let d = String::from(“initial contents);
println!(“The Value of d: {}”, d);
}
}

UPDATING THE STRING:

#![allow(unused_variables)]
fn main() {
let mut s1 = String::from(“foo”);
let s2 = “bar”;
s1.push_str(s2);
println!(“s2 is {}”, s2);

CONCATENATION WITH THE OPERATORS:

fn main(){
let s1 = String::from(“Hello, “);
let s2 = String::from(“world!”);
let s3 = s1 + &s2;
println!(“{}”,s3);
}

 fn main (){
let s1 = String::from(“tic”);
let s2 = String::from(“tac”);
let s3 = String::from(“toe”);
let s = s1 + “-” + &s2 + “-” + &s3;
println!(“{}”,s);
}

CONCATENATION WITH FORMAT MACRO

fn main() {
let s1 = String::from(“tic”);
let s2 = String::from(“tac”);
let s3 = String::from(“toe”);
let s = format!(“{}-{}-{}”, s1, s2, s3);

INDEXING INTO STRINGS:

fn main (){
let s1 = String::from(“hello”);
let h = s1[0];
}
This code will result error:
Rust strings don’t support indexing. But why not? We need to discuss how Rust stores strings in memory to answer the question.

STRING BYTES STORAGE:

fn main (){
let len = String::from(“Hola”).len();
println!(“{}”,len);
{
let len = String::from(“Здравствуйте”).len();
println!(“{}”,len);
}
}

BYTES, SCALAR VALUES & GRAPHEME CLUSTER:

There are three ways to look at strings from Rust’s perspective in UTF-8 :
1. By Bytes
2. By Scalar
3. By Grapheme Cluster 

SLICING STRING:
fn main (){
let hello = “Здравствуйте”;
let s = &hello[0..4];
println!(“{}”,s)
}

ITERATING OVER STRING:
fn main (){
for c in “नमस्ते “.chars(){
println!(“{}”, c);}
{
for b in “नमस्ते “.bytes() {
println!(“{}”, b);}
}
}

H A S H M A P

The mapping of keys of type K to values of type V are being stored in the type HashMap<K, V> . This all has done through a hashing function, which determines how it places these keys and values into memory. When we want to look up data not by using an index, as we can with vectors, but by using a key that can be of any type the Hashmap is useful.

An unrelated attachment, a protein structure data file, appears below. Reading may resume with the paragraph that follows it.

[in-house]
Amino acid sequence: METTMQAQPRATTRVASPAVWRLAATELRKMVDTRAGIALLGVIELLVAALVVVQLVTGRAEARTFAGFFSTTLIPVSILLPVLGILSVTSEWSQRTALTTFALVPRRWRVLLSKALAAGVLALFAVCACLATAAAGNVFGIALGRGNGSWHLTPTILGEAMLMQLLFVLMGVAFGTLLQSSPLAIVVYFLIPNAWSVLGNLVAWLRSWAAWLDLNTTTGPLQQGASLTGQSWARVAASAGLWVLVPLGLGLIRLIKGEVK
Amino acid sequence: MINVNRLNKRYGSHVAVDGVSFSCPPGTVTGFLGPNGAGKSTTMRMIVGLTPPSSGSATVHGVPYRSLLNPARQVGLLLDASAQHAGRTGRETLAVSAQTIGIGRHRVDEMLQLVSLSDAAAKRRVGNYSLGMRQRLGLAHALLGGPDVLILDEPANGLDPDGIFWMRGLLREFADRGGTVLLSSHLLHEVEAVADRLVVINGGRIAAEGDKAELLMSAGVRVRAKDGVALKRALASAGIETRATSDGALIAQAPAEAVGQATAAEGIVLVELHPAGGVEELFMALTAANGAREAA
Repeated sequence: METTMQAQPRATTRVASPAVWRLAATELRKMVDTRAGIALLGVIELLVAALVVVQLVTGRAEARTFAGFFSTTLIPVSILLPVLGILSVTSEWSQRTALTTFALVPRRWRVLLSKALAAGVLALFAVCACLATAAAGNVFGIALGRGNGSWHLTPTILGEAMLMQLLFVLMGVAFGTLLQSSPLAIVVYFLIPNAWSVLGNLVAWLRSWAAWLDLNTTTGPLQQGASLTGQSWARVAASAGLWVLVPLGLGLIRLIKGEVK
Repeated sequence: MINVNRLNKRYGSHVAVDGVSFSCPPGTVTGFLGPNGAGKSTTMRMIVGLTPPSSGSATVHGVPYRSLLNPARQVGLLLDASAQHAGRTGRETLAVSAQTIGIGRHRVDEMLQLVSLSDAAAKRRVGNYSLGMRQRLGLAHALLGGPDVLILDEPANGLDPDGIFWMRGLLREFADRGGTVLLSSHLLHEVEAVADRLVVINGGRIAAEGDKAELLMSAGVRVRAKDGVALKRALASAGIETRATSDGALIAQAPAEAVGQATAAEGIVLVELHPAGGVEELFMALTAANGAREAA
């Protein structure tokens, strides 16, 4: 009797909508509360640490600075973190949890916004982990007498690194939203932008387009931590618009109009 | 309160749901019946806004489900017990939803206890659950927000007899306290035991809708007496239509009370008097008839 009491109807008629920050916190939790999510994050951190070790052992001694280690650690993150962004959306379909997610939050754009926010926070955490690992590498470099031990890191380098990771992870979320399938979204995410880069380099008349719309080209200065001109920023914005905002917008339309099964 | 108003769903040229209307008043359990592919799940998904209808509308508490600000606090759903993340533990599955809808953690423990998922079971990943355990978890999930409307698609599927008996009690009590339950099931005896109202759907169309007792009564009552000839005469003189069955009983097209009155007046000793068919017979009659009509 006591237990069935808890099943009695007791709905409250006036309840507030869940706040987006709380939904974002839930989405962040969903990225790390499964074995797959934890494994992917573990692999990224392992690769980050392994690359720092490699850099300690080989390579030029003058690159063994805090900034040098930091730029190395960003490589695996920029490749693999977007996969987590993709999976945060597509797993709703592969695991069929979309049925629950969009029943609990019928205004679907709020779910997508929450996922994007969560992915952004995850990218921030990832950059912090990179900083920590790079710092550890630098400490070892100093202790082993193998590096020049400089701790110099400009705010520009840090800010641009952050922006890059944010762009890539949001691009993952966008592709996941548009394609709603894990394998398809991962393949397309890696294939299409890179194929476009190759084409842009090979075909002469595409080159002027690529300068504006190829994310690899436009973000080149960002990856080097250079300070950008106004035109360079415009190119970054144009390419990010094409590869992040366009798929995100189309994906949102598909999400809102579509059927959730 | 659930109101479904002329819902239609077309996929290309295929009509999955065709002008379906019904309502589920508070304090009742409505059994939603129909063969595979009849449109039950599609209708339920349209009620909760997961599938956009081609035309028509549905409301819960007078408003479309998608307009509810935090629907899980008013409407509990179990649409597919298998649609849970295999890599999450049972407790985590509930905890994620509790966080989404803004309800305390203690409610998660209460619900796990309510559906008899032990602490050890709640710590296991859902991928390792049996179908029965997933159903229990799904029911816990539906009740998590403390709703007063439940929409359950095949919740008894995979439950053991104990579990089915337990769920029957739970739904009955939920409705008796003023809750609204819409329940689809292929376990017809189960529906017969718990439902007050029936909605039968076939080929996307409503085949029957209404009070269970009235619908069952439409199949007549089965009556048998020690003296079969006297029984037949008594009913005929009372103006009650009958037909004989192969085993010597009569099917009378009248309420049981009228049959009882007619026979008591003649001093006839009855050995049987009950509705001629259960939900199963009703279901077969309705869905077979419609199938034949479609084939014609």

CREATING NEW HASH MAP

use std::collections::HashMap;
fn main() {
let mut scores = HashMap::new();
scores.insert(String::from(“Blue”), 10);
scores.insert(String::from(“Yellow”), 50);
for (key, value) in &scores {
println!(“{}: {}”, key, value);
}
println!(“{:?}”, scores);
}

ANOTHER WAY TO CREATING NEW HASH MAP

use std::collections::HashMap;
fn main() {
let teams = vec![String::from(“Blue”), String::from(“Yellow”)];
let initial_scores = vec![10, 50];
let scores: HashMap<_, _> = teams.iter().zip(initial_scores.iter()).collect();
for (key, value) in &scores {
println!(“{}: {}”, key, value);
}
println!(“{:?}”, scores);
}

HASH MAP AND OWNERSHIP

use std::collections::HashMap;
fn main() {
let field_name = String::from(“Favorite color”);
let field_value = String::from(“Blue”);
let mut map = HashMap::new();
map.insert(field_name, field_value);
println!(“{:?}”, map);
}

ACCESSING VALUE IN A HASH MAP

use std::collections::HashMap;
fn main(){
let mut scores = HashMap::new();
scores.insert(String::from(“Blue”), 10);
scores.insert(String::from(“Yellow”), 50);
let team_name = String::from(“Blue”);
let score = scores.get(&team_name);
for (key, value) in &scores {
println!(“{}: {}”, key, value);
}
println!(“{:?}”, score);
}

UPDATING A HASH MAP OVERWRITING THE VALUE:

use std::collections::HashMap;
fn main()
{
let mut scores = HashMap::new();
scores.insert(String::from(“Blue”), 10);
println!(“{:?}”, scores);
scores.insert(String::from(“Blue”), 25);
println!(“{:?}”, scores);
}

UPDATING A HASH MAP INSERTING THE VALUE:

use std::collections::HashMap;
fn main(){
let mut scores = HashMap::new();
scores.insert(String::from(“Blue”), 10);
scores.entry(String::from(“Yellow”)).or_insert(50);
scores.entry(String::from(“Blue”)).or_insert(50);
println!(“{:?}”, scores);
}

UPDATING A HASH MAP UPDATING THE VALUE:

use std::collections::HashMap;
fn main(){
let text = “hello world wonderful world”;
let mut map = HashMap::new();
for word in text.split_whitespace() {
let count = map.entry(word).or_insert(0);
*count += 1;
}
println!(“{:?}”, map);
}